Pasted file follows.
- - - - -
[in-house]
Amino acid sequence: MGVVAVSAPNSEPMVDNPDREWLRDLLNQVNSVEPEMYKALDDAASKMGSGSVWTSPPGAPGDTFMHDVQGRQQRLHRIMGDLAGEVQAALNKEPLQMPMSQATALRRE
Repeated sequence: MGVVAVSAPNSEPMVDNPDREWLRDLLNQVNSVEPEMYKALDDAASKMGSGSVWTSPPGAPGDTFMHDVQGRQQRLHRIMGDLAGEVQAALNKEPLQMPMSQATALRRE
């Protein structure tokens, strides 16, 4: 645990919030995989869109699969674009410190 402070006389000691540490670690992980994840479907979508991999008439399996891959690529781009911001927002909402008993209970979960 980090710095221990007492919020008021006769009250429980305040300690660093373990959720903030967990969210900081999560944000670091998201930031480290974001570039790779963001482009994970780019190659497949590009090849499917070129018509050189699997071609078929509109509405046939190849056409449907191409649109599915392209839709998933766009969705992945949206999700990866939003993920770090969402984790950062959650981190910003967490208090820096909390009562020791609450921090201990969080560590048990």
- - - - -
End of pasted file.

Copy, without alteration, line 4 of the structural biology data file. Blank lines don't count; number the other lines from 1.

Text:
């Protein structure tokens, strides 16, 4: 645990919030995989869109699969674009410190 402070006389000691540490670690992980994840479907979508991999008439399996891959690529781009911001927002909402008993209970979960 980090710095221990007492919020008021006769009250429980305040300690660093373990959720903030967990969210900081999560944000670091998201930031480290974001570039790779963001482009994970780019190659497949590009090849499917070129018509050189699997071609078929509109509405046939190849056409449907191409649109599915392209839709998933766009969705992945949206999700990866939003993920770090969402984790950062959650981190910003967490208090820096909390009562020791609450921090201990969080560590048990």